The culture of any organisation is a function of the people within and the behaviours in which they engage across their employee life cycle. Aligning culture with business objectives results in more than just higher employee engagement—it also leads employees to engage in value-creating behaviours.
Yet, cultural alignment depends on the organisation’s strategic priorities. Aon’s research with over 100,000 employees from more than 60 companies has shown that, while many of the traits of high-performance cultures remain the same regardless of an organisation’s strategic priority, the relative importance of the traits changes.
What do high-performance cultures look like?
Employees from high performing organisations tend to describe their culture as open/transparent, decisive, people-oriented, long-term-oriented, and proactive.
With these traits in mind, how can your company create and sustain its own—in line with your strategic priorities?
Here are the three areas to focus on: Leadership, People Programmes, and Infrastructure.
1. Leaders must lead
When it comes to creating a high-performance culture, senior leaders have the greatest impact. Their beliefs, decisions, and behaviours will set the tone and show the rest of the company what is expected, appreciated, and tolerated. If your senior leaders show concern for their employees and make themselves accessible across ranks, the culture they are creating will be a people-oriented one. In other words, they need to lead by example.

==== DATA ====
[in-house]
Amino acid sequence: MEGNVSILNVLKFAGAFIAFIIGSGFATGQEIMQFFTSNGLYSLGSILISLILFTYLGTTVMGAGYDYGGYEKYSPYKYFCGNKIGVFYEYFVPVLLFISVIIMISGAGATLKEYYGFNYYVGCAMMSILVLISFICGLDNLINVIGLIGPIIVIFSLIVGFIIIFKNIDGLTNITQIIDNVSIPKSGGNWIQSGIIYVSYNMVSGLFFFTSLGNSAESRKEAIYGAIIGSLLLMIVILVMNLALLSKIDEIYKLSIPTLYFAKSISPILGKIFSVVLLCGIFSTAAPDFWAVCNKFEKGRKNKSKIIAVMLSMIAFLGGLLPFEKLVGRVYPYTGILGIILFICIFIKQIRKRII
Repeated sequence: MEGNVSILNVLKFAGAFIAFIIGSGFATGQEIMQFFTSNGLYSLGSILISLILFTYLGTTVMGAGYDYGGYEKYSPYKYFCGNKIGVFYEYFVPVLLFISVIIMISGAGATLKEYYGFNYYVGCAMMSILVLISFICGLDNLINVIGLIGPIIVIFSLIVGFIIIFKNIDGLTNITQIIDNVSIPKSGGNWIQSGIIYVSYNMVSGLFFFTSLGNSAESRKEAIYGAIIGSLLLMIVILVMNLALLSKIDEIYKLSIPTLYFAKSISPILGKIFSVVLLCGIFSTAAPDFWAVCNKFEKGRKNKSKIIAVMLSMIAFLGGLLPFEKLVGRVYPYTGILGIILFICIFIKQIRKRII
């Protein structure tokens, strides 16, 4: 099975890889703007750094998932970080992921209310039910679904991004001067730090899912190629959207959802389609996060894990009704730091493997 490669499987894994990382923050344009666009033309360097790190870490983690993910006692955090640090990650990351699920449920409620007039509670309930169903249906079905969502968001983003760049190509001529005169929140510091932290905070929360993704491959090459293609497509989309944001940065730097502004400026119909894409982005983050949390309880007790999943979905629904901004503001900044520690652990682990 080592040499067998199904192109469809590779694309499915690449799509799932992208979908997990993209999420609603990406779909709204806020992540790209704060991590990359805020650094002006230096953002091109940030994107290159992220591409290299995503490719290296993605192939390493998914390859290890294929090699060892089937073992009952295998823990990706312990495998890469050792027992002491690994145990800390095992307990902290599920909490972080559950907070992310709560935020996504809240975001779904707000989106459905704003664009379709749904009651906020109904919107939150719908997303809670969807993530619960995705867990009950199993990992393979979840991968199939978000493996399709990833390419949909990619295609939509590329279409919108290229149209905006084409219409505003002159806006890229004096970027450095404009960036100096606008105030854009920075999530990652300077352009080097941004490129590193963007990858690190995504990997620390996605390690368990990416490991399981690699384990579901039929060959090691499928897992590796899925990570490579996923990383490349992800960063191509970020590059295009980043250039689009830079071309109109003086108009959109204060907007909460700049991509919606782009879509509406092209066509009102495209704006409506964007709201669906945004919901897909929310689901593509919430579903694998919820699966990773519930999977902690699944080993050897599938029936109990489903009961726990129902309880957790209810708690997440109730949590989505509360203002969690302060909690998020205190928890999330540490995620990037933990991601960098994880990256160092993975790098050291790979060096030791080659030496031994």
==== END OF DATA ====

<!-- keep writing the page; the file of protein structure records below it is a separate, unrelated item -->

2. Align your entire company
It’s not enough to have leaders define and demonstrate the culture. Eventually, the entire company needs to do that. Typically, this is done through people programmes and performance management. This means that cultural traits and behaviour should always be taken into consideration when making decisions about pay, incentives, training, and career advancement. This not only articulates expectations, but also sends a clear signal that your company is committed to this goal.
3. Enable your employees
To help your employees perform at their peak, you need to enable them with all the tools, resources, policies, processes, structure and other infrastructure they need to get things done.
For instance, when roles are not clearly defined, employees cannot be proactive. When their authority is not respected, employees cannot be decisive. Yet being proactive and decisive are two very important traits in high-performance cultures.
Building a high-performance culture can feel overwhelming. To succeed, you’ll need a critical mass of the right people doing the right things. This means that leadership, performance management, infrastructure and other HR programmes have to align to send the same message about the required cultural beliefs, decisions, and behaviours. It is only with this alignment that you can make high-performance culture real.
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Need help to set a practical plan in motion that will create and sustain a high-performance culture in your company? Get in touch with us.